To further validate the hypothesis that ZEB1-AS1 promotes TGF-β1-induced fibrogenesis, a loss-of-function approach was employed. As shown in Fig. 4a–d, knockdown of ZEB1-AS1 significantly alleviated TGF-β1-induecd proliferation and migration of RLE-6TN cells, as evidenced by Edu incorporation assay and wound-healing assay, respectively. However, suppression of miR-141-3p could abolish the effects of ZEB1-AS1 silencing on cell proliferation and migration in TGF-β1-treated RLE-6TN cells. As revealed in Fig. 4e, f, following treatment with the profibrotic cytokine TGF-β1 for 2 days, Col 1α1 and Col 3α1 mRNA were notably increased. More importantly, ZEB1-AS1 depletion downregulated TGF-β1-induced Col 1α1 and Col 3α1, which was abolished by the suppression of miR-141-3p. Subsequent immunofluorescence showed that ZEB1-AS1 knockdown overturned TGF-β1-induced loss of E-cadherin and production of α-SMA, whereas miR-141-3p knockdown reversed the above changes induced by ZEB1-AS1 depletion in RLE-6TN cells (Fig. 4g). Consistently, western blot analysis demonstrated that ZEB1-AS1 depletion alleviated the loss of E-cadherin and production of α-SMA, Collagen 1, FN 1 in RLE-6TN cells induced by TGF-β1, while miR-141-3p knockdown reversed the effects of ZEB1-AS1 silencing on the changes of EMT markers (Fig. 4h, i). Taken together, above results indicate that ZEB1-AS1 involves lung fibrosis through promoting EMT process by regulation of miR-141-3p.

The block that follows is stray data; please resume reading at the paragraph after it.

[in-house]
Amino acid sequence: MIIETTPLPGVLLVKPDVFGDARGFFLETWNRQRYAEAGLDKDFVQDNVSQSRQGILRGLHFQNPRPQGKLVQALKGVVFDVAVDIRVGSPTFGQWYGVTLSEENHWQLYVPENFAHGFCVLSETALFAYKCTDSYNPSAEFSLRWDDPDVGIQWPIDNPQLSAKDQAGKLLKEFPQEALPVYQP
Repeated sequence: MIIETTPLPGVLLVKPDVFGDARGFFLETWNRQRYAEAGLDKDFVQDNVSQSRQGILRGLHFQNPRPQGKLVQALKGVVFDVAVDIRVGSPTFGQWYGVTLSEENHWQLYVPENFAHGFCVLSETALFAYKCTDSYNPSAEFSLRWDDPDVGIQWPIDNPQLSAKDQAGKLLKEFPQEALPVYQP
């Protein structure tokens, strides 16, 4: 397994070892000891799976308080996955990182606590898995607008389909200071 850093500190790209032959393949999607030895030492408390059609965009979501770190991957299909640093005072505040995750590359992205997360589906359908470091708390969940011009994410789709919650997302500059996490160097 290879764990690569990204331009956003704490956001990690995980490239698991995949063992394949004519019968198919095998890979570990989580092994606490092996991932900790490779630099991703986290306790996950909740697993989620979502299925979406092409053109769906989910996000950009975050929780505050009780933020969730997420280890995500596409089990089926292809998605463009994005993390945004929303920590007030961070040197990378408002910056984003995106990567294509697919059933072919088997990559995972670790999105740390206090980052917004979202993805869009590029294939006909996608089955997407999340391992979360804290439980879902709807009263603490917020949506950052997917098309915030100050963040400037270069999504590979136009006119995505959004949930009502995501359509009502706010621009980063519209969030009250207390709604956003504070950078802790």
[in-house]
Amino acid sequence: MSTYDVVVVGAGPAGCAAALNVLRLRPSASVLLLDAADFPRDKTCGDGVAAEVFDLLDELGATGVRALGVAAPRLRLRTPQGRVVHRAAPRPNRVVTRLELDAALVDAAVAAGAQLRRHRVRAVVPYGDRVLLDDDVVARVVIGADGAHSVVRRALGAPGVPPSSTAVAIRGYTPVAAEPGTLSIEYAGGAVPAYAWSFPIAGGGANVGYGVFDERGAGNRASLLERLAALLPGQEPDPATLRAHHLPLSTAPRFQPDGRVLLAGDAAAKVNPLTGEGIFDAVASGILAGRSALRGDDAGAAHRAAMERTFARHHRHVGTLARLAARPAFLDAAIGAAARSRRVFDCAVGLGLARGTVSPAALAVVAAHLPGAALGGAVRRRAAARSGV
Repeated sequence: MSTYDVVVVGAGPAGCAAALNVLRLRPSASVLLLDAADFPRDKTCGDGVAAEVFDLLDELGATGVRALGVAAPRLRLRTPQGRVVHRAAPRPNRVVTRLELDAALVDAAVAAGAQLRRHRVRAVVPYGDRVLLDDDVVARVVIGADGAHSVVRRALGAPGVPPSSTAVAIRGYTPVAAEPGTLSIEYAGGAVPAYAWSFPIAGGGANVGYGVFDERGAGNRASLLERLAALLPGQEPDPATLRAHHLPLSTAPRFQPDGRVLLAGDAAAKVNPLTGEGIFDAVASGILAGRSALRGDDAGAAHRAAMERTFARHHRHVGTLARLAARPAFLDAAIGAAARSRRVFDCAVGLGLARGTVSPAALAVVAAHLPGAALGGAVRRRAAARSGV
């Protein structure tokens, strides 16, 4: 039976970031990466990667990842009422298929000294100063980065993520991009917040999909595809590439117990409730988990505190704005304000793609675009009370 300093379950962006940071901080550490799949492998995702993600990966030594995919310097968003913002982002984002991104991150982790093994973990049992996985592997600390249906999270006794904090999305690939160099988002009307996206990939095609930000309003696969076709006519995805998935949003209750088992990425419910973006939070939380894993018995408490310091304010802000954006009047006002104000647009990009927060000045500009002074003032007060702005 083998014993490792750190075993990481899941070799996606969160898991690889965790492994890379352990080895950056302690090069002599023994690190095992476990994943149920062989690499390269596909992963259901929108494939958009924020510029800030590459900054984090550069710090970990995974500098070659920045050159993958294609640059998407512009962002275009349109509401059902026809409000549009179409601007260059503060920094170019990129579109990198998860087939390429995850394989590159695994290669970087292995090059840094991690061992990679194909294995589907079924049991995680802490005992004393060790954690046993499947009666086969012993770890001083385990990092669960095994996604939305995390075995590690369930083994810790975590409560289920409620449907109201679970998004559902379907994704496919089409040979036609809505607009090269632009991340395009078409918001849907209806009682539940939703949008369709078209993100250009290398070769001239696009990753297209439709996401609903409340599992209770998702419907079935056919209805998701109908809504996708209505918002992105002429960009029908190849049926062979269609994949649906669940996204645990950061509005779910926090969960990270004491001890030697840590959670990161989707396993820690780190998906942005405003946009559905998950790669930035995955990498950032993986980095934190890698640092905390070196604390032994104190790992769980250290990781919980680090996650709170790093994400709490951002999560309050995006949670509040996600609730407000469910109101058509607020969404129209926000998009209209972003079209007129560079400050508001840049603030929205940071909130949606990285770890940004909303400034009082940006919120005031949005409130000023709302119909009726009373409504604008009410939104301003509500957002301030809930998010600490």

ZEB1-AS1 interacts with miR-141a-3p through directly binding to the 3ʹUTR
To further explore the mechanism whereby ZEB1-AS1 regulates the IPF progress, we focus on miR-141a-3p by using starBase V3.0, predicting miR-141a-3p as a potential target of ZEB1-AS1. miR-141a-3p expression was downregulated in IPF lung tissues (Fig. 5a) and knockdown of ZEB1-AS1 markedly increased miR-141a-3p expression (Fig. 5b). Consistently, TGF-β1 treatment for 48 h downregulated miR-141-3p expression in RLE-6TN cells (Fig. 5c) and ZEB1-AS1 silencing increased miR-141-3p expression, in vitro (Fig. 5d). To further confirm the relation of ZEB1-AS1 and miR-141-3p, a WT-ZEB1-AS1 3ʹUTR luciferase reporter vector, and a Mut-ZEB1-AS1 3ʹUTR luciferase reporter vector with mutations on miR-141-3p-binding site of the ZEB1-AS1 3ʹUTR was constructed (Fig. 5e). When co-transfected with miR-141-3p mimics, the luciferase activity of the WT-ZEB1-AS1 vector was notably suppressed, while no significant change with the luciferase activity of the Mutant type. was observed, compared with control group (Fig. 5f). The luciferase activity of the miR-141-3p sensor was increased in ZEB1-AS1 overexpressed RLE-6TN cells, suggesting that ZEB1-AS1 bound miR-141-3p to limit the inhibitory effect of the latter on luciferase activity. On the contrary, ZEB1-AS1 silencing significantly inhibited the luciferase activity of the miR-141-3p (Fig. 5g). Moreover, overexpression of ZEB1-AS1 alleviated the inhibitory effect of miR-141-3p on its sensor (Fig. 5h). These data indicated that ZEB1-AS1 inversely interacted with miR-141-3p through directly binding to the 3ʹUTR.
ZEB1 is a direct target of miR-141a-3p